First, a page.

Teaching with Contemporary Art

Uncovering Works of Art

Arturo Herrera, “Untitled”, 2002. Courtesy Sikkema, Jenkins & Co., New York

Monday evening I had the pleasure of participating in a dynamite online conversation with our current group of Art21 Educators. We decided, based on some recent requests, to spend a little time actually looking at art together. While teaching, planning, and discussing ways of bringing contemporary art into the classroom are topics that come up a lot in our yearlong relationship, sometimes the simple act of looking at art together gets lost in the shuffle.

We focused on Arturo Herrera’s collage, Untitled, above. The group was initially asked about their interpretations and ideas about it:

Ca: Student made?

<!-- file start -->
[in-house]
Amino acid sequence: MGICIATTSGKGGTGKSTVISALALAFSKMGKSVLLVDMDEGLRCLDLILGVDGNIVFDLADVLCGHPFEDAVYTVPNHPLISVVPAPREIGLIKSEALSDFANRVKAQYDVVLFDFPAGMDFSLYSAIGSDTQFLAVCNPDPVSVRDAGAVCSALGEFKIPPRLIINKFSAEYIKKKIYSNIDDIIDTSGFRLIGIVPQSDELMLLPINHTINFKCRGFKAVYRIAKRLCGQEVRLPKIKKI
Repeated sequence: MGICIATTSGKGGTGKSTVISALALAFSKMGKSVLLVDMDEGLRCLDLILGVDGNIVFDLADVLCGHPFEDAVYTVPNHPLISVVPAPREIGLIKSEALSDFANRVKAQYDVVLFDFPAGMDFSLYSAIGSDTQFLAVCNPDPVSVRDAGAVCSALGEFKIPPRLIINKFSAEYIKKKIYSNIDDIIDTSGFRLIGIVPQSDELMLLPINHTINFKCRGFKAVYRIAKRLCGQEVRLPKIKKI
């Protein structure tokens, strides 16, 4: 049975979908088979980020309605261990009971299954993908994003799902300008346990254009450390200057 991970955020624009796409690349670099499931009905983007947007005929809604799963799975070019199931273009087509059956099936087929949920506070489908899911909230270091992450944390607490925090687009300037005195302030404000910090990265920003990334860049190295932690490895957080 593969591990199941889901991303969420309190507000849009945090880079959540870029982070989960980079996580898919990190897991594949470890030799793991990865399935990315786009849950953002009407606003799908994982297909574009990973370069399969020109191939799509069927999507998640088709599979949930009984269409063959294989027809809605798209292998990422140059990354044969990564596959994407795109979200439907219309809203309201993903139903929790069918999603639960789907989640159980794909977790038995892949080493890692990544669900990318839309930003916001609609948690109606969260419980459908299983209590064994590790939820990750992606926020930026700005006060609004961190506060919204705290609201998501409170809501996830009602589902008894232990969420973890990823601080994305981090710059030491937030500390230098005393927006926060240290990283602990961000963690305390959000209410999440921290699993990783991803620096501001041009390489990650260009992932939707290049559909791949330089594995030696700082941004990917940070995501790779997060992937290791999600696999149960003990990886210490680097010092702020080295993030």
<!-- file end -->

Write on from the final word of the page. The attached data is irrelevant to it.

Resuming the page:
JH: Such an interesting comment- why do you say that?

D: I’m thinking “I saw the Figure Five in Gold”

S: Is this a photo of something sculptural or a painting?

A: It makes me think of paper graffiti…. dripping, tubes, lines, subway

G: I love that I don’t know what I’m looking at… what’s the scale?  The space is so deep but flat at the same time!

T: Thinking about paper cutouts…

M: It reminds me of a spiral made out of a simple piece of graffiti

Ch: It looks 3-dimensional but I think it is a 2-dimensional piece

M: Not graffiti- paper

T: Is it 3d?

Ca: I see what looks like some photo with some paint?

D: Charles Demuth painting – the gold floating in the air

Cr: Something about it makes me think of Warner Bros. Cartoons

CM: There are lots of layers within layers

A: Intestines!

M: Looks like some fun with an X-acto

J: Yes!

Ch: It looks like it might twist like a mobile

Ca: That looks like a sleeping loft up above

A: I just saw the bodies exhibit

D: Awesome

T: My brain wants to see more than I do but I don’t.  If that makes sense

C: it looks like a collage/painting . . . and the background creates the illusion of space and the overlay . . . flattens it out. A cabin interior or stage curtain?